by Dave Kranzler, Investment Research Dynamics:
Something very ominous is brewing behind the scenes. It is systemic and related to a ongoing credit collapse behind “the curtain.” The indicators are right in front of our eyes, regarded with indifference by a zombified, propaganda-infused public injected with the “hope heroin” greedily pedaled by Wall Street, the Fed and the Government.
The credit markets are in a slow state of collapse led by high yield bonds and leveraged loans, which have been declining for the better part of a year. Recently that decline has turned into a tail-spin in the more toxic classifications of “high yield.”
It was revealed by Zerohedge LINK, in a display of adept journalism, that the Dallas Fed has quietly told its regional member banks to refrain from marking to market their distressed energy loans and to defer an initiative to foreclose on defaulting loans to technically bankrupt energy companies drowning in debt.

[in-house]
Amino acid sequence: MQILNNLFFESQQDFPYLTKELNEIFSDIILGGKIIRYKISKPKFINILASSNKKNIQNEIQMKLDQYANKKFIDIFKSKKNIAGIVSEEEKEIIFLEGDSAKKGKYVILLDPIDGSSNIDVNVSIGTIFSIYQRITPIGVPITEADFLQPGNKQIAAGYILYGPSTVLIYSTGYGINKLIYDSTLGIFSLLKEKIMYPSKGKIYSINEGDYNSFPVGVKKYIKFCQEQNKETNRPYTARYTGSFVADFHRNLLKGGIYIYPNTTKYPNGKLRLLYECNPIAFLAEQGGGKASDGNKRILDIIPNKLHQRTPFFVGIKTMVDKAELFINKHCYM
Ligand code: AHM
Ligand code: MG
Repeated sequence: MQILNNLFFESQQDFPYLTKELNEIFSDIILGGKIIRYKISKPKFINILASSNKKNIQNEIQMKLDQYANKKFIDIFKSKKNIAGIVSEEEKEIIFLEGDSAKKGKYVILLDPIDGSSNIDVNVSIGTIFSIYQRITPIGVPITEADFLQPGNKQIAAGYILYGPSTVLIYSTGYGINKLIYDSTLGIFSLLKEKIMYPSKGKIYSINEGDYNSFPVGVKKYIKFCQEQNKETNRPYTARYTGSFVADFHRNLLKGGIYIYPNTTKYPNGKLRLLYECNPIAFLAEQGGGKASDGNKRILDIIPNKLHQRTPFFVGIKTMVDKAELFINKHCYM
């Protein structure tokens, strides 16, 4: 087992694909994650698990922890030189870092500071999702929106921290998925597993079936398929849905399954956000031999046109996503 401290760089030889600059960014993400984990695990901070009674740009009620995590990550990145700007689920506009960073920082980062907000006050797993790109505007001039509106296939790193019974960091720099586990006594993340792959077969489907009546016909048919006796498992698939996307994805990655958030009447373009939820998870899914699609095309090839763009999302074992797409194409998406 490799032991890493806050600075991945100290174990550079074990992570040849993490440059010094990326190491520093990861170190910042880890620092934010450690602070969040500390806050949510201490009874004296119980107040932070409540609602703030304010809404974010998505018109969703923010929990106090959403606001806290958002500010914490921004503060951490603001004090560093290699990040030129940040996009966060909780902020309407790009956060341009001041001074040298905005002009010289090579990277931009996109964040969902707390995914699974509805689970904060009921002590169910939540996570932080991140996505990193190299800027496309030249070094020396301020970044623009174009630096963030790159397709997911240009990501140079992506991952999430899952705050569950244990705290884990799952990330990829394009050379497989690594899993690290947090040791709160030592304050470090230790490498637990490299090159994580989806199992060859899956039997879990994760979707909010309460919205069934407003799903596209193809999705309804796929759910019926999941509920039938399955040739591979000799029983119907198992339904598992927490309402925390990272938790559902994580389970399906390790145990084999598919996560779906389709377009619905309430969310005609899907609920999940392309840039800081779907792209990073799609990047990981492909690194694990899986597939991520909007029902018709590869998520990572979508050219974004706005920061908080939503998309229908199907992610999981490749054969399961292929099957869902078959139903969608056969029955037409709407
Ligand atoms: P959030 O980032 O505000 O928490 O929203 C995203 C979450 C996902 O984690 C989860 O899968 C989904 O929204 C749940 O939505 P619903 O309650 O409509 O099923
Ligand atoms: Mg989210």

Of course the head of the Dallas Fed, a former high-ranking Goldman Sachs executive, has issued a polished denial. We need to two more denials before the intel is confirmed to be true. But I know from a source that it is indeed true. A couple months ago a little birdie passed on the remarks made to his client from the President of a big regional bank in Texas: the economic hurricane brewing from the collapse in energy prices is about to hit Texas hard and it will hit every sector of the Texas economy.
Back to the Dallas Fed issue, does this sound familiar? Anyone happen to learn anything from “The Big Short” about the fraudulent behavior of the big banks when their fraudulent business activity hits the wall? One well-read analyst dismissed this latest round of fraud by attributing it to the change in mark to market accounting rules passed in 2009. But these rules were meant to enable the big banks to avoid reporting asset mark-downs for GAAP purposes, enabling them to mark-up bad assets. This further enabled these banks to misrepresent their earnings per share in quarterly earning reports. But that analyst is whistling past the graveyard on this issue. This is much more insidious and fraudulent than changing the GAAP accounting rules. This is about telling banks to let bankrupt companies pretend to be solvent, just like we saw in The Big Short with CDO’s and CLO’s.
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